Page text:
Education, Education and training occupations, Educational psychology 1667  Words | 7  Pages

  • Supporting Teaching and Learning in Schools

    P1 – State the chosen age range and area of development AND describe the development of the children or young people in this age range The age range I have chosen is 3-7 yrs and I will discuss intellectual development. The main stages of intellectual development as defined by Jean Piaget for children aged 3-7 yrs are classified under the “Preoperational Stage” the second stage of four in his cognitive development theory. Piaget states that children between the ages of 3-7 yrs continue to explore...

    Developmental psychology, Education, Intelligence 2486  Words | 4  Pages

  • Describe the Differing Roles of Teaching Assistants. Compare the Similarities and Differences in Different Teaching Assistant’s Jobs, and Consider the Personal Qualities and Skills Needed by These Professionals.

    ‘Well trained Teaching Assistants are a key resource and are used very effectively in many (primary) schools.’ OFSTEDs Review of Primary Education 1994 – 1998 (1999) Teaching Assistants (TAs) have an essential role to play in the smooth and effective running of a school. They are an extra pair of eyes, ears and hands for the teacher and give support to the structure of the school. [pic] (Teaching Assistant’s Pocketbook. Dot Constable. 2005) Teaching Assistants work in Primary...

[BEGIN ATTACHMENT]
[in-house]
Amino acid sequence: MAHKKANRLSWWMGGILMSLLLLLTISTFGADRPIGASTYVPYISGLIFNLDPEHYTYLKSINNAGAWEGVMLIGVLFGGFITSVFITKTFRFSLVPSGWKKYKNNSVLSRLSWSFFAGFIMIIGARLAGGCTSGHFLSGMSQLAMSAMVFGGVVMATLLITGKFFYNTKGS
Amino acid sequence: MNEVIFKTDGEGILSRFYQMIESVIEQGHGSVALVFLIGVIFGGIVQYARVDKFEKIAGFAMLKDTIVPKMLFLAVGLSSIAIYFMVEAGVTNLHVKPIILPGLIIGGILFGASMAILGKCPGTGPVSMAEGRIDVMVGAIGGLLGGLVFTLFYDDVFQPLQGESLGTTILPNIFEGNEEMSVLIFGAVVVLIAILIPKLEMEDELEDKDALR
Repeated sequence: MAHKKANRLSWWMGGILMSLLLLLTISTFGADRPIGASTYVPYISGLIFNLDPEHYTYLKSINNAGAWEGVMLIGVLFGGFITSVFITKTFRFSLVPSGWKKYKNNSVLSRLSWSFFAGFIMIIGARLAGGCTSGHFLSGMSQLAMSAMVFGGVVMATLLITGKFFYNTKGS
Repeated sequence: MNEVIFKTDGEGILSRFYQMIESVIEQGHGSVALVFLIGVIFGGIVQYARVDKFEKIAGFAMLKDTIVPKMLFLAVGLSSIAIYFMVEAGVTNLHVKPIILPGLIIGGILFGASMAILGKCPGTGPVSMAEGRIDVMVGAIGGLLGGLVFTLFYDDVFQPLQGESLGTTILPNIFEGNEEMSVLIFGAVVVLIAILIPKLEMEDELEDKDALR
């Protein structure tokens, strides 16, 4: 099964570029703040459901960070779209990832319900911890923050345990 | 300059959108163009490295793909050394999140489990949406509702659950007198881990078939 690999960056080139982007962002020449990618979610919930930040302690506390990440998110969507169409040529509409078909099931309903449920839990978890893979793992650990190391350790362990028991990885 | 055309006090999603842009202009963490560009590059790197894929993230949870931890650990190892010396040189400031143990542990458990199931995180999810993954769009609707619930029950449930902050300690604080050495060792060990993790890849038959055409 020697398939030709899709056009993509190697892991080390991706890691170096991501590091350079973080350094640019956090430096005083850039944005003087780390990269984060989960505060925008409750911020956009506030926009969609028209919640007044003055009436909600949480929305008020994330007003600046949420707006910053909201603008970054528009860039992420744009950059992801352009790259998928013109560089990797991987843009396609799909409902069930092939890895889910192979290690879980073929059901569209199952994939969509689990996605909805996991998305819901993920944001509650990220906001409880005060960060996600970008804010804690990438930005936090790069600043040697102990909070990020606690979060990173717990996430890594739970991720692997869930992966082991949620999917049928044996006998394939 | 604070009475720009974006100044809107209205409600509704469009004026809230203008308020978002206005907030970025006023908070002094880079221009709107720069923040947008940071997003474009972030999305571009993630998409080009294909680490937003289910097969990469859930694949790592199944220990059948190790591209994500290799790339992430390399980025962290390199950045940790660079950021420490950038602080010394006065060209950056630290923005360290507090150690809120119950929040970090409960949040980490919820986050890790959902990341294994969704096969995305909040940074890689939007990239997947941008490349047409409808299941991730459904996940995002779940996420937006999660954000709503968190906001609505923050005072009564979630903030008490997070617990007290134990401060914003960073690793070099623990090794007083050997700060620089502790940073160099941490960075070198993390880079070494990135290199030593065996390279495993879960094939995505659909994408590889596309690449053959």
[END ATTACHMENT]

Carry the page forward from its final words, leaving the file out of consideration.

College, Education, High school 1390  Words | 5  Pages

  • The Challenge of Serving Non Catholic Children in a Catholic School in Ireland

    The Challenge of serving non Catholic children in a Catholic School One important challenge facing school principals is the provision of inclusion in a denominational school which will serve todays pluralist society but which does not undermine the School Ethos...the school in question is a large inner city  (DEIS band 1) primary School with 310 children on the roll. The last 15 years have seen a huge change in the local student population namely the arrival of immigrant /newcomer children. The school has children of 28 different nationalities currently enrolled ...

    Catholic Church, Catholic school, Education 2573  Words | 3  Pages

  • Schools as Organisations 2.1